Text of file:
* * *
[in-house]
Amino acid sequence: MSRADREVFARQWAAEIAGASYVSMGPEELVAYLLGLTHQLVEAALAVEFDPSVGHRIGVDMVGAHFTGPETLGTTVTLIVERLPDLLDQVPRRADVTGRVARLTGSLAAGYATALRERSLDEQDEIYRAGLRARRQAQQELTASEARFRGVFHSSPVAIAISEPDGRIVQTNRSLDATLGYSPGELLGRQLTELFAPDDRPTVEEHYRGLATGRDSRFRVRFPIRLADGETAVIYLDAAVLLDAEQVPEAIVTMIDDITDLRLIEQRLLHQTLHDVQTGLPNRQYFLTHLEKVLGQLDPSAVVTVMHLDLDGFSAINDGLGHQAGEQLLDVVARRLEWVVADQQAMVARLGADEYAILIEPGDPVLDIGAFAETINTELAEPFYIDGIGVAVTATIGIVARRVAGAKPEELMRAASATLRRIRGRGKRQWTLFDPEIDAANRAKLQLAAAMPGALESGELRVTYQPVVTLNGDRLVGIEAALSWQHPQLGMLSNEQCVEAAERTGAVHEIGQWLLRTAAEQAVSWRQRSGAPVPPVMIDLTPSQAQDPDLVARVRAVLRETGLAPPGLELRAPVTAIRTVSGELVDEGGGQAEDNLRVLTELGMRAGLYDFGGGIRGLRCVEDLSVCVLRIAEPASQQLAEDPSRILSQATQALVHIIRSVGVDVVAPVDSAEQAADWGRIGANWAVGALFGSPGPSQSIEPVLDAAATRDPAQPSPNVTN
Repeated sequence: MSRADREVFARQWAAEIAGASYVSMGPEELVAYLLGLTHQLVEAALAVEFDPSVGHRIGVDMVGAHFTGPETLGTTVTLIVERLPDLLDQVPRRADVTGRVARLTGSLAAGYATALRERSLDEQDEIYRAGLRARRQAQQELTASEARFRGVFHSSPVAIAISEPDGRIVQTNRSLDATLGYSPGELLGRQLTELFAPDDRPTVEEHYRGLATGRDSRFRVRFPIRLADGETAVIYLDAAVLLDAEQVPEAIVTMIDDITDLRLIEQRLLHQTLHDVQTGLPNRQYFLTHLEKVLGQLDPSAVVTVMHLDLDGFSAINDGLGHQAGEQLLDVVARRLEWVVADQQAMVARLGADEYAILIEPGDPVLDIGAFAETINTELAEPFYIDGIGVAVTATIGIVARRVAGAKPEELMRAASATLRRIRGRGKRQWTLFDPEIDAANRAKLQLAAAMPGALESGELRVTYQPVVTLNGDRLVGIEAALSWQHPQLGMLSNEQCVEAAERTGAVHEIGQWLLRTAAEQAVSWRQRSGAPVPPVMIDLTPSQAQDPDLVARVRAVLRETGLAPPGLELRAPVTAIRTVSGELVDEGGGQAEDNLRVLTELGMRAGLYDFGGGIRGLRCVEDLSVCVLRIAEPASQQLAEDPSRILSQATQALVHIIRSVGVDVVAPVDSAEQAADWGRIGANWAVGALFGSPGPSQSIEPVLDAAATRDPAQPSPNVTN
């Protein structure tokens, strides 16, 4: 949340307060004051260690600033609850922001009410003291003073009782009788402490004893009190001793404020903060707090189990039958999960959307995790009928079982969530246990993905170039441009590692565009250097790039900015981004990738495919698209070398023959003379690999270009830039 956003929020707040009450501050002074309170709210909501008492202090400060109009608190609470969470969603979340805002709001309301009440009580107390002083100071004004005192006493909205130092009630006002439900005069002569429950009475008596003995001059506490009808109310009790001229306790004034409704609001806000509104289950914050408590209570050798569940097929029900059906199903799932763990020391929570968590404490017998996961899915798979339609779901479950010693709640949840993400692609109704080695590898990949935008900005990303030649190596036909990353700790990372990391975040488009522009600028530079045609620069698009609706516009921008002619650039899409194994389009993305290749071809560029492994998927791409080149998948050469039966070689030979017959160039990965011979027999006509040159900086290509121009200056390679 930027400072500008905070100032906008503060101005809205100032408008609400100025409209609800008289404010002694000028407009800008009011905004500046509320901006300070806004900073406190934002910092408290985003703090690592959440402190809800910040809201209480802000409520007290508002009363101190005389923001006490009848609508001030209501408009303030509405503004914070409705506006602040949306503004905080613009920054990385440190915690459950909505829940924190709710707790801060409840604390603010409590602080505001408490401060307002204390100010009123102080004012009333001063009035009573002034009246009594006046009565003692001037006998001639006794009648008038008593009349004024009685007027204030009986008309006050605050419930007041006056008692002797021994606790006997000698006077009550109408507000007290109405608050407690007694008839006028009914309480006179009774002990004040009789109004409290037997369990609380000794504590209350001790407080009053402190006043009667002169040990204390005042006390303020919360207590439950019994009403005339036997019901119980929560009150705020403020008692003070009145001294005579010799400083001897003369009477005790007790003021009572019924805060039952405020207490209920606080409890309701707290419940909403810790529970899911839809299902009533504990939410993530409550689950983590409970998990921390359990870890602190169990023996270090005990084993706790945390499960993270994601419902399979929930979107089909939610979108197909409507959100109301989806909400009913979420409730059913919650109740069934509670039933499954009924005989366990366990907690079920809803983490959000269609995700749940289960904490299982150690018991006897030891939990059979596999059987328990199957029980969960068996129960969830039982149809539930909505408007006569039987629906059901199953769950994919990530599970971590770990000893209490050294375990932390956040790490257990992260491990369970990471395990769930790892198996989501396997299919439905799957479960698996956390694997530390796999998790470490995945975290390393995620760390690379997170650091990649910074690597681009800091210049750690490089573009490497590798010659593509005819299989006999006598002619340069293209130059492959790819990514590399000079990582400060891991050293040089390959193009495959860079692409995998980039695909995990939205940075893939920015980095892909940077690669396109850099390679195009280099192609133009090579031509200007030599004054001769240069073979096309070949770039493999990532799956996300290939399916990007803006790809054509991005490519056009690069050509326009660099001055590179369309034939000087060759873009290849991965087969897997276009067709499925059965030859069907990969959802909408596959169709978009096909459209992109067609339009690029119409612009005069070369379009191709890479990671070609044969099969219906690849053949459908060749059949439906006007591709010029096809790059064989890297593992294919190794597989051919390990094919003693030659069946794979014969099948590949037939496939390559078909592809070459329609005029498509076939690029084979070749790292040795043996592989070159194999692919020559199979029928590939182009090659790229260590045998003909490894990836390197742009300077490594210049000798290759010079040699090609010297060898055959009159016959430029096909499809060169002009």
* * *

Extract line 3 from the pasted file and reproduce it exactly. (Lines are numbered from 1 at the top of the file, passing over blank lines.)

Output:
Repeated sequence: MSRADREVFARQWAAEIAGASYVSMGPEELVAYLLGLTHQLVEAALAVEFDPSVGHRIGVDMVGAHFTGPETLGTTVTLIVERLPDLLDQVPRRADVTGRVARLTGSLAAGYATALRERSLDEQDEIYRAGLRARRQAQQELTASEARFRGVFHSSPVAIAISEPDGRIVQTNRSLDATLGYSPGELLGRQLTELFAPDDRPTVEEHYRGLATGRDSRFRVRFPIRLADGETAVIYLDAAVLLDAEQVPEAIVTMIDDITDLRLIEQRLLHQTLHDVQTGLPNRQYFLTHLEKVLGQLDPSAVVTVMHLDLDGFSAINDGLGHQAGEQLLDVVARRLEWVVADQQAMVARLGADEYAILIEPGDPVLDIGAFAETINTELAEPFYIDGIGVAVTATIGIVARRVAGAKPEELMRAASATLRRIRGRGKRQWTLFDPEIDAANRAKLQLAAAMPGALESGELRVTYQPVVTLNGDRLVGIEAALSWQHPQLGMLSNEQCVEAAERTGAVHEIGQWLLRTAAEQAVSWRQRSGAPVPPVMIDLTPSQAQDPDLVARVRAVLRETGLAPPGLELRAPVTAIRTVSGELVDEGGGQAEDNLRVLTELGMRAGLYDFGGGIRGLRCVEDLSVCVLRIAEPASQQLAEDPSRILSQATQALVHIIRSVGVDVVAPVDSAEQAADWGRIGANWAVGALFGSPGPSQSIEPVLDAAATRDPAQPSPNVTN